But the main reason why France has become such a victim of mustard shortages, according to Luc Vandermeissen, president of industry group Mustard of Burgundy, is that the French are simply the biggest consumers of mustard.

“Every French person consumes an average of 1 kilogram of mustard per year,” he told the French daily le figurearo In an interview earlier this summer. “Sales in our neighboring countries are very weak, and so their stocks last a long time. So you can find products abroad that were produced in France long ago.”

‘Bring me mustard!’

The French have reacted to this shortcoming with shock, anger and, in some cases, frustration. Since the start of the crisis, French users on Twitter have posted photos of empty Dijon mustard shelves in supermarkets, and at least one consumer who was lucky enough to have a pot made joked that he missed his rare find. was going to sell. to the highest bidder.

In addition to several reports of hoarding, there have also been some instances of fraud around pot caps put up in many French supermarkets. as reported by Washington Post In late July, a disgraced French consumer turned to TikTok to vent her anger when she learned that someone had checked out with two different sales clerks for one-pot-per-person at a local store. – The rule has been bypassed.

A journalist from France 24, who said she loves Dijon mustard to the extent that she eats it “like butter or jam” on bread, described how, at the height of the crisis, her mother gave her a taste of the condiment. A pot was gifted. “In wrapping paper.”

The shortage has also been fodder for conspiracy theories, with some leading to the belief that large supermarket chains deliberately kept yellow gold off their shelves in order to increase their prices.

The Internet has become a growing platform for creative ways change seasoning In traditional French staples, like mayonnaise, with things like vinegar, wasabi and Worcestershire sauce.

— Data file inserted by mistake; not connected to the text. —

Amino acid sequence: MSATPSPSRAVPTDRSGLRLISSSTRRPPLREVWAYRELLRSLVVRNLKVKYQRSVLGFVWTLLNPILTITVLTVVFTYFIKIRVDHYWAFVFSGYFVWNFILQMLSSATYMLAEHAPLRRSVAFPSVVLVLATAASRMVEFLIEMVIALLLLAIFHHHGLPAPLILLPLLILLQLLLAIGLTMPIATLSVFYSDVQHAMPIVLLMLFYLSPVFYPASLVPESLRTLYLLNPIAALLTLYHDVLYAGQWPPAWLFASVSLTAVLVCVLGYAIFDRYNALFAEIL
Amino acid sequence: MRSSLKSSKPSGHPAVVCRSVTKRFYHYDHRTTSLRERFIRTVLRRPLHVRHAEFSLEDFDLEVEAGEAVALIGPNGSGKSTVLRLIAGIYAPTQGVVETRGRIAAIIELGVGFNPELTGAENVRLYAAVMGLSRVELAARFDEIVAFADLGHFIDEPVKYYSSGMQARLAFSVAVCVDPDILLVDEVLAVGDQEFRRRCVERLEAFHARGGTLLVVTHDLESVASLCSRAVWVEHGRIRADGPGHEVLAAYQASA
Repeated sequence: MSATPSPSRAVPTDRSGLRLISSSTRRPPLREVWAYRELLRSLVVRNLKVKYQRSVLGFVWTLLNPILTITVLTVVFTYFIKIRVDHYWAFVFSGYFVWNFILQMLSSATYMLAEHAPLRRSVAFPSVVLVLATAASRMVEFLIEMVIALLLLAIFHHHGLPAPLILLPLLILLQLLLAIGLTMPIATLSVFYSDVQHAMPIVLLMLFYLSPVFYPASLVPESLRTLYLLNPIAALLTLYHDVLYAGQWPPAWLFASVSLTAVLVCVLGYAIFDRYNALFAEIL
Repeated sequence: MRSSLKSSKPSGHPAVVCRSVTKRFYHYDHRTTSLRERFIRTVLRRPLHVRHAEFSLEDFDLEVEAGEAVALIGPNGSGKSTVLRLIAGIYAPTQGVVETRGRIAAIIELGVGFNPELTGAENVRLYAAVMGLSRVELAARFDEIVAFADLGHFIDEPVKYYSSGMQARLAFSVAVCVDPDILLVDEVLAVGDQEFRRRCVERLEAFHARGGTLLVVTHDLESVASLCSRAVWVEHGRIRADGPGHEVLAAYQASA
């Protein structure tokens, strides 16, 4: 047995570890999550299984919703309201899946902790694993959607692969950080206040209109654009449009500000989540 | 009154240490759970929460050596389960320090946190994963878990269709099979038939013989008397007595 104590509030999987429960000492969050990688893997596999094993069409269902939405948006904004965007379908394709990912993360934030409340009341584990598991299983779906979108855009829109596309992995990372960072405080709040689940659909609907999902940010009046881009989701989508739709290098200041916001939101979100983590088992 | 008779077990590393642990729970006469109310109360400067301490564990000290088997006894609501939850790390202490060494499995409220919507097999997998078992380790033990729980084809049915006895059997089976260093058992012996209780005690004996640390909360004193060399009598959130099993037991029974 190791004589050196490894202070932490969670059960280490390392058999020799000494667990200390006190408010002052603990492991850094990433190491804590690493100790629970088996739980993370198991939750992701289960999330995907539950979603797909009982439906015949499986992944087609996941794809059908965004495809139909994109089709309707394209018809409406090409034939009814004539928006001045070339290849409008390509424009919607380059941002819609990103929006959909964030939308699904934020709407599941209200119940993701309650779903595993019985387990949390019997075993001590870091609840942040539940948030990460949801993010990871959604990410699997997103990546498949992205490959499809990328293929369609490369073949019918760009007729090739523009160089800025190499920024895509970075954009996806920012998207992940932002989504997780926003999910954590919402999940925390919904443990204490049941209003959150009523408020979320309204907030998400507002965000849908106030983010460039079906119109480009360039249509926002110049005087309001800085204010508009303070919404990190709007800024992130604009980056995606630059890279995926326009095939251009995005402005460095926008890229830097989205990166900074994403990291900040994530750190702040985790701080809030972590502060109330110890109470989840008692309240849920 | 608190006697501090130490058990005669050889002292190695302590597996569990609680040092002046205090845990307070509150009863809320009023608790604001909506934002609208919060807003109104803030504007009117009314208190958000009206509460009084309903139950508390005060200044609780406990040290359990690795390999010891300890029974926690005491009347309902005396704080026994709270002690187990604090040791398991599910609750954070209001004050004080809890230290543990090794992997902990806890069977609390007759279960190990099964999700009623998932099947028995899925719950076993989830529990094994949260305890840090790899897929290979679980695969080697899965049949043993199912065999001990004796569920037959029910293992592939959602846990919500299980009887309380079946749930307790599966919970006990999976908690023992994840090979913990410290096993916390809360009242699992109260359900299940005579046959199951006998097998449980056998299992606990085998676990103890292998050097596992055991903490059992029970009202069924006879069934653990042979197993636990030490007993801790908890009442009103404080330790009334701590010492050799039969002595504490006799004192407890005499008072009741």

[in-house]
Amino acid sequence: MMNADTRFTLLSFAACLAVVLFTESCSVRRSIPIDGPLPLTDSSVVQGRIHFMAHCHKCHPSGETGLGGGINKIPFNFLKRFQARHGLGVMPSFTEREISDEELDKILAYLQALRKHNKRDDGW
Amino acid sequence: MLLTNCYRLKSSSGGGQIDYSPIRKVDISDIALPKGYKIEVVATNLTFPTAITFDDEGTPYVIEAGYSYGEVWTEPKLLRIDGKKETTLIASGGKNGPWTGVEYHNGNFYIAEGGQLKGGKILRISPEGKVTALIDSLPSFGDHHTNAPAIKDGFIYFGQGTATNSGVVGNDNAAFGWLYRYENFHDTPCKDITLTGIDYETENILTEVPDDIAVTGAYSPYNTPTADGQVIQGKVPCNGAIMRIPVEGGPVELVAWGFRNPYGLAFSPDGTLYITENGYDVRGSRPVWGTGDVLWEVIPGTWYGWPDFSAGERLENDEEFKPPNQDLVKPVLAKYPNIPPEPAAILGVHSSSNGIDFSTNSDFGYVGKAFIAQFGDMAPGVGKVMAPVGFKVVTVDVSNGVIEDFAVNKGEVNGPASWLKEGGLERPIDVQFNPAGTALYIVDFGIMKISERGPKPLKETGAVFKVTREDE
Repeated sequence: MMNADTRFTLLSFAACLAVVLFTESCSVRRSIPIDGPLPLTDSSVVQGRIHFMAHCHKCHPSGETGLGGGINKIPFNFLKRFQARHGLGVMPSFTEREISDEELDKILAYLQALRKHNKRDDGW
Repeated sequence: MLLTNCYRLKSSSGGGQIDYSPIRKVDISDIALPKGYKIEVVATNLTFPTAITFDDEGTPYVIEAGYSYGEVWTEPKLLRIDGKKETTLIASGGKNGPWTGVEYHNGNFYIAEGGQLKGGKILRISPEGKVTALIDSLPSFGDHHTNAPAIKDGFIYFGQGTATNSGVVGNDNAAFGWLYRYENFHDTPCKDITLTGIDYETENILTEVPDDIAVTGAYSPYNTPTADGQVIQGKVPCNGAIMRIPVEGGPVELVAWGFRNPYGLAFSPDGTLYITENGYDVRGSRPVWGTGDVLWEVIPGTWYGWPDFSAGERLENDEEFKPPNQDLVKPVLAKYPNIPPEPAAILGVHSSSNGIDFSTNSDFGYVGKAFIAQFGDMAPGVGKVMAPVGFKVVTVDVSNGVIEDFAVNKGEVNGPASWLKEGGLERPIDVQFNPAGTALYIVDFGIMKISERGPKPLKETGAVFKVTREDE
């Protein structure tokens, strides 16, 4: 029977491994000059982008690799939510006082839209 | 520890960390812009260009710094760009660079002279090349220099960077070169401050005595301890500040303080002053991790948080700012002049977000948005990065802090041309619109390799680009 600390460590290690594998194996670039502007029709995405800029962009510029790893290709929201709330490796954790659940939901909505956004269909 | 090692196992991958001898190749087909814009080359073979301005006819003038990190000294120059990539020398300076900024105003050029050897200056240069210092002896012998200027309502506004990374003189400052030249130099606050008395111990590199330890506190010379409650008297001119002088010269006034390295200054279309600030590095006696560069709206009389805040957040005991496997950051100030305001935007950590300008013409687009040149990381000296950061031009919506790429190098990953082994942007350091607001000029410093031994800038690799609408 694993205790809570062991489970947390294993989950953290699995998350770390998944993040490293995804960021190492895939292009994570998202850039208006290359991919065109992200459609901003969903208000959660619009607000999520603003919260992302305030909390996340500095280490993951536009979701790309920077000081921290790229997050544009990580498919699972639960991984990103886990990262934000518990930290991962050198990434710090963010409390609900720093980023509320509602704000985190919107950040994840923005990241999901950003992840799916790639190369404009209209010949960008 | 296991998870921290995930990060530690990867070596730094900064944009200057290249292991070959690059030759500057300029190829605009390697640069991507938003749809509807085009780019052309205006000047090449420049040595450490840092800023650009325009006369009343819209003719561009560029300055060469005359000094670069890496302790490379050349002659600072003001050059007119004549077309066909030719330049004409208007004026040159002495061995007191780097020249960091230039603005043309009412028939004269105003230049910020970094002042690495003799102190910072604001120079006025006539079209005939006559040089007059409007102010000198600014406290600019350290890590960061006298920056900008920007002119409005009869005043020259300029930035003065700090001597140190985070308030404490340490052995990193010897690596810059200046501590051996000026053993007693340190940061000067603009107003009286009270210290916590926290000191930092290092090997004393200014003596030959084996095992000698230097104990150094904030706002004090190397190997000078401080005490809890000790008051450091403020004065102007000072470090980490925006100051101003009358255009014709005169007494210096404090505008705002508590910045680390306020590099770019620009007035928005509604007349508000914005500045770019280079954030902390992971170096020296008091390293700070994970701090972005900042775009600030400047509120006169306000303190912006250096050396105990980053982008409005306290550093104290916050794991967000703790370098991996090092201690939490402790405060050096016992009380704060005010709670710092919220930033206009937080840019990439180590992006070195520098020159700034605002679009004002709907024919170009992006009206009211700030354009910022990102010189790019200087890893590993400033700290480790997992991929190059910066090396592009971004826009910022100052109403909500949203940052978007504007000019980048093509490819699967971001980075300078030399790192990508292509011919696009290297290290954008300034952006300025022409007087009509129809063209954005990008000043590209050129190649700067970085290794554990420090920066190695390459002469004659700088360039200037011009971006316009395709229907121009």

Other French consumers have resorted to importing their all-important Dijon through friends.

Forty-three-year-old Julian Geller of Ruil-Malmaison, a Paris suburb, received such an order when he and his family were returning from their annual summer vacation in Spain in late July.

“We always stop at my friend’s parents’ place on our way home, so I sent them the usual ‘what can I bring’ message if they wanted something from Spain, like olive oil or Spanish. Hmm.”

But not this time. “He just replied: ‘Mustard!’ No ‘hello’ or ‘we look forward to seeing you’ or anything, just ‘mustard!’ And ‘Strong mustard!’,” he laughed as he told of his Dijon mustard hunt in southern Europe.

An end in sight?

After the rain comes the sunshine, as they say. After last year’s disappointing harvests in both France and Canada, the recent French harvest is reported to be exceptionally good, and Canadian mustard-seed cultivators more than doubled their production this year, from 50,000 tonnes in 2021 are expected to do 115,000 tonnes. Most experts predict definite end to French mustard shortage end of this year,

Chef Grandgirard said he’s already started to feel the effects, and no longer needs to rely on charity for his guests to be able to whip up a real mayonnaise.

“Our suppliers have been able to reinstate us,” he confirmed, but noted that it was not without a big sigh of relief.

“France without mustard is like France without wine,” he said.